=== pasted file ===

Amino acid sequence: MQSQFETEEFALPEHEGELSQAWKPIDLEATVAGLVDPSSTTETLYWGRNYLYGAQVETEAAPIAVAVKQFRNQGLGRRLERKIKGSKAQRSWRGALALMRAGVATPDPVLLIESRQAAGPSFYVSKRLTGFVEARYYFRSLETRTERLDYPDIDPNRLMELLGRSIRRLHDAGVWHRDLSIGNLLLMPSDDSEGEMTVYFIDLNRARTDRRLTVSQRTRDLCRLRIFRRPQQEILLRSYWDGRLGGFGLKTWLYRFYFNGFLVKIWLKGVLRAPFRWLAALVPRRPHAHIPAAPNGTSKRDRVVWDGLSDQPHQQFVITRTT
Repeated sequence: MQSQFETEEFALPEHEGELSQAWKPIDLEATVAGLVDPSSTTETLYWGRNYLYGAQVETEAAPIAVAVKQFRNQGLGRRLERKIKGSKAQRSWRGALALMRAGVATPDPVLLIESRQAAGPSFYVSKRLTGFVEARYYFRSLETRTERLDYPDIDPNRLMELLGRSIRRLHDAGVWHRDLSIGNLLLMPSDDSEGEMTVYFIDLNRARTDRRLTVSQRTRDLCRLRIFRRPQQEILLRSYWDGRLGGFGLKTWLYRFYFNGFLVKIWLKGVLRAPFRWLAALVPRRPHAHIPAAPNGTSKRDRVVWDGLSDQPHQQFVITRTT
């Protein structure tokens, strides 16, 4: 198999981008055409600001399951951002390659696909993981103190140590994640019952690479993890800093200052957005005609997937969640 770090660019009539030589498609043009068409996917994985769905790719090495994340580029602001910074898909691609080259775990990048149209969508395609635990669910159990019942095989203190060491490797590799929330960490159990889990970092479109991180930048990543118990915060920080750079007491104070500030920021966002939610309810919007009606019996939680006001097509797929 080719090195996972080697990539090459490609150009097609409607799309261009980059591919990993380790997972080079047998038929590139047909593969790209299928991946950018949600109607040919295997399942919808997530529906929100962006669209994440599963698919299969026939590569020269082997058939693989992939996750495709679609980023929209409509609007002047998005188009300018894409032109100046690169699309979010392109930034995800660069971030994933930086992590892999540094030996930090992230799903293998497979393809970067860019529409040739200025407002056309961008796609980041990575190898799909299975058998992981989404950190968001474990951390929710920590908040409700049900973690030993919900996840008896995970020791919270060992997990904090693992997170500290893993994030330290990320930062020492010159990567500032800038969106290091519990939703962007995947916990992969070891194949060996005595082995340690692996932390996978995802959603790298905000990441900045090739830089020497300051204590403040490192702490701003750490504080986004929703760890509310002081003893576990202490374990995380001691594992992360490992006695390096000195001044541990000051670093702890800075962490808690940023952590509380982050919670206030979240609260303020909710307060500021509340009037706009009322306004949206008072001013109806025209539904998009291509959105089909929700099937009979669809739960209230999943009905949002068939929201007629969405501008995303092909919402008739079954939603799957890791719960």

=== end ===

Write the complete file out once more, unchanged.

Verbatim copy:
Amino acid sequence: MQSQFETEEFALPEHEGELSQAWKPIDLEATVAGLVDPSSTTETLYWGRNYLYGAQVETEAAPIAVAVKQFRNQGLGRRLERKIKGSKAQRSWRGALALMRAGVATPDPVLLIESRQAAGPSFYVSKRLTGFVEARYYFRSLETRTERLDYPDIDPNRLMELLGRSIRRLHDAGVWHRDLSIGNLLLMPSDDSEGEMTVYFIDLNRARTDRRLTVSQRTRDLCRLRIFRRPQQEILLRSYWDGRLGGFGLKTWLYRFYFNGFLVKIWLKGVLRAPFRWLAALVPRRPHAHIPAAPNGTSKRDRVVWDGLSDQPHQQFVITRTT
Repeated sequence: MQSQFETEEFALPEHEGELSQAWKPIDLEATVAGLVDPSSTTETLYWGRNYLYGAQVETEAAPIAVAVKQFRNQGLGRRLERKIKGSKAQRSWRGALALMRAGVATPDPVLLIESRQAAGPSFYVSKRLTGFVEARYYFRSLETRTERLDYPDIDPNRLMELLGRSIRRLHDAGVWHRDLSIGNLLLMPSDDSEGEMTVYFIDLNRARTDRRLTVSQRTRDLCRLRIFRRPQQEILLRSYWDGRLGGFGLKTWLYRFYFNGFLVKIWLKGVLRAPFRWLAALVPRRPHAHIPAAPNGTSKRDRVVWDGLSDQPHQQFVITRTT
């Protein structure tokens, strides 16, 4: 198999981008055409600001399951951002390659696909993981103190140590994640019952690479993890800093200052957005005609997937969640 770090660019009539030589498609043009068409996917994985769905790719090495994340580029602001910074898909691609080259775990990048149209969508395609635990669910159990019942095989203190060491490797590799929330960490159990889990970092479109991180930048990543118990915060920080750079007491104070500030920021966002939610309810919007009606019996939680006001097509797929 080719090195996972080697990539090459490609150009097609409607799309261009980059591919990993380790997972080079047998038929590139047909593969790209299928991946950018949600109607040919295997399942919808997530529906929100962006669209994440599963698919299969026939590569020269082997058939693989992939996750495709679609980023929209409509609007002047998005188009300018894409032109100046690169699309979010392109930034995800660069971030994933930086992590892999540094030996930090992230799903293998497979393809970067860019529409040739200025407002056309961008796609980041990575190898799909299975058998992981989404950190968001474990951390929710920590908040409700049900973690030993919900996840008896995970020791919270060992997990904090693992997170500290893993994030330290990320930062020492010159990567500032800038969106290091519990939703962007995947916990992969070891194949060996005595082995340690692996932390996978995802959603790298905000990441900045090739830089020497300051204590403040490192702490701003750490504080986004929703760890509310002081003893576990202490374990995380001691594992992360490992006695390096000195001044541990000051670093702890800075962490808690940023952590509380982050919670206030979240609260303020909710307060500021509340009037706009009322306004949206008072001013109806025209539904998009291509959105089909929700099937009979669809739960209230999943009905949002068939929201007629969405501008995303092909919402008739079954939603799957890791719960």